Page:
The editors of the Indianapolis Star could have pointed out to their columnists that they have written variations of this same article before (conservatives good/liberals bad/politics nasty) and it would be best if they expanded their topic base because the opinion pages are shrinking but valuable real estate and many, many journalists right now have no newspapers for their columns to appear in, let alone for countless variations on the same theme.
But at the very, very least, there are two things I would have expected the Indianapolis Star to do here: to not permit white writers to post any kind of inane insult to any part of a minority’s physical appearance and to never, ever permit the publication of references to a feminine hygiene product unless it’s contextually appropriate. Ever. And definitely not to do it twice in the same article.
For the Chicks on the Right, if politics are dirty, then maybe part of that is because we aren’t demanding it to be otherwise. And maybe it’s because our response is to crawl into the dirt. I don’t know. I’m not a columnist for a newspaper serving the 13th largest city in the country. Write something better, bigger, more important than messaging (instead of the how of the message, try tackling the what or why of the message). Leave the rest of it for your radio show and your blog. But not the paper.
For the Indianapolis Star and Gannett: do your job. I want newspapers to survive. I believe in the importance and value of a relatively local Fourth Estate. But there are ways to survive (exercise your editorial authority; be selective with your content) and there are ways that, if necessary to create revenue, just aren’t worth surviving for: namely, articles like this one which illustrate lack of judgment and include unnecessary crassness.
Your readers deserve better.
Michelle Railey, Greenwood, Indiana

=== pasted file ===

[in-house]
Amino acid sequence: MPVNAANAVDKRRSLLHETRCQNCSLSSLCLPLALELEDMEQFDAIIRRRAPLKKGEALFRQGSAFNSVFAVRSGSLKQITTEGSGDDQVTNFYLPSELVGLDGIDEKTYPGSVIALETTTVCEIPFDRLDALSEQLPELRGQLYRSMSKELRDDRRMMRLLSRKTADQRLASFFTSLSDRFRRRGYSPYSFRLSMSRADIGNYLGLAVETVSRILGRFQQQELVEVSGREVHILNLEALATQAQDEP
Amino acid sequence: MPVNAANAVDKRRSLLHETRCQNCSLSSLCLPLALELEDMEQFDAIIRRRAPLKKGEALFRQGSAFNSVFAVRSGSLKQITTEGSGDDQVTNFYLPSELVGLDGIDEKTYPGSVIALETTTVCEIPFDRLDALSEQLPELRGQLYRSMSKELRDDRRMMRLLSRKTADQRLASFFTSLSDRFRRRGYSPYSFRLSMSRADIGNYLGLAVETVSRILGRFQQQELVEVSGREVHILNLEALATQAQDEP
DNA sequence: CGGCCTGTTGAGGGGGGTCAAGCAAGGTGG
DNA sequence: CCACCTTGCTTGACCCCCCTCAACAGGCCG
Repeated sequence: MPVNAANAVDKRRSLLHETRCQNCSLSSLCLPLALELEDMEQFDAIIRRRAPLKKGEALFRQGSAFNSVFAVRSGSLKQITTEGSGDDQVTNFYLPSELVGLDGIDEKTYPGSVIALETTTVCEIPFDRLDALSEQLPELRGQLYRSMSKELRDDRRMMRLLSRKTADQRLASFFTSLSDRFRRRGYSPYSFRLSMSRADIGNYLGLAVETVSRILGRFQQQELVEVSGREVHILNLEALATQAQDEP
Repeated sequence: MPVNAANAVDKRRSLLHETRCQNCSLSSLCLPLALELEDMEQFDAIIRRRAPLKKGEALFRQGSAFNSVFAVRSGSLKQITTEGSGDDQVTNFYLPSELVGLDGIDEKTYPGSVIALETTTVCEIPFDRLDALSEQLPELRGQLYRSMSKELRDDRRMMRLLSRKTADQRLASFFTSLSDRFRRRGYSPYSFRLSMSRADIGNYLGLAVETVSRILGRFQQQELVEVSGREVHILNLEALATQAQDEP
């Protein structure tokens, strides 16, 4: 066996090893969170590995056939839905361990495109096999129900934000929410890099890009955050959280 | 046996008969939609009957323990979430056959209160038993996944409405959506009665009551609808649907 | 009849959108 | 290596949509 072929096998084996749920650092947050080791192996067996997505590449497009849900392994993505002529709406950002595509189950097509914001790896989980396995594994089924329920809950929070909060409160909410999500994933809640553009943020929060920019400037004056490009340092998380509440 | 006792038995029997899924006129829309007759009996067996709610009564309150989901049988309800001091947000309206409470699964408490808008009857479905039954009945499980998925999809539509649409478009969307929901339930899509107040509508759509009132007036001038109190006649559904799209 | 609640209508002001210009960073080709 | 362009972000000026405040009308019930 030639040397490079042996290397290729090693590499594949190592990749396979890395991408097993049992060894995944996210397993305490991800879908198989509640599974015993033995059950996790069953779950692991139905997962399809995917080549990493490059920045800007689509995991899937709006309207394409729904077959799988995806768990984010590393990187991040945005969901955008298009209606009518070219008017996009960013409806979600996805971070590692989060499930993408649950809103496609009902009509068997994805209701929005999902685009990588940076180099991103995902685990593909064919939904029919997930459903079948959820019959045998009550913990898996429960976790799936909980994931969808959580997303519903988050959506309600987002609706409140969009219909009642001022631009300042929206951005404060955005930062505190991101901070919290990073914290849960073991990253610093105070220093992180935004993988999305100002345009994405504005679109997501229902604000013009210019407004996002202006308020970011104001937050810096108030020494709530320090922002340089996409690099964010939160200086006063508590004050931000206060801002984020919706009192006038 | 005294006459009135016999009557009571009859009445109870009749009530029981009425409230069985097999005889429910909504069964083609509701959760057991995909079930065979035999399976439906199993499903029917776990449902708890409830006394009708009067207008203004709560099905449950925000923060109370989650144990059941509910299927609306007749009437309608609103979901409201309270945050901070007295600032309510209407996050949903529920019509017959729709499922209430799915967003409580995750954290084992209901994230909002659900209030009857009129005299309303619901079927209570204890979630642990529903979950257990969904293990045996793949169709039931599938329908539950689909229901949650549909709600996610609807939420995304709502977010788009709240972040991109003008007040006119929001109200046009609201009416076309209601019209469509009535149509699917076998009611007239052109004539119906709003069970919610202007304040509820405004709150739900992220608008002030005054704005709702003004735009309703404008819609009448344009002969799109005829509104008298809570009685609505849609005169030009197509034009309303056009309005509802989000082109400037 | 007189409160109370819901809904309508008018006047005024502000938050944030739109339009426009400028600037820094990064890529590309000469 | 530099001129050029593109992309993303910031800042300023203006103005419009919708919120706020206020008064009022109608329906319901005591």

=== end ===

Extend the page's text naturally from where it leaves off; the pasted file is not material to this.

Update 01/13/14: Regarding the earrings: Melissa Harris-Perry did make use of tampons as prop earrings in July of 2013 while she was discussing the events occurring in Texas regarding reproductive rights and the actions of police officers and protesters. In my point of view, this actually makes the editorial decisions of the Indianapolis Star even more inexplicably poor. When the editors were reviewing the article by Clark and Weaver pre-publication, why did they not insist that the authors either provide the context for their comments or remove the reference altogether? Without the context, the comments were incredibly distracting and offensive. Even with the context, the earring thing was neither necessary nor central to the arguments of Clark and Weaver, so what was the point of having the references there at all? Again, the column is an OpEd in a newspaper, not a blog post for a highly-dedicated and “in-the-know” self-selected group of conservatives (the Indianapolis Star is not Breitbart.com and it shouldn’t be; neither should it be a likewise self-selected and self-identified liberal outlet). The Indianapolis Star, in not carefully curating their content, did a disservice to its readers, its columnists, and itself. Additionally, this does not change the “all conservatives”/”all liberals” issue. The repeated columns and statements of this type which have appeared as both language by and topics for the Chicks on the Right are neither accurate nor particularly productive. So I think the Indianapolis Star, its editorial board, and its columnists should be more critical when they consider what they’re publishing. As readers and members of the community, maybe all of us (newspapers, writers, readers, people, self included) could benefit if we would be a little less reactive, a little more generous in our responses, and more clear and careful with our language.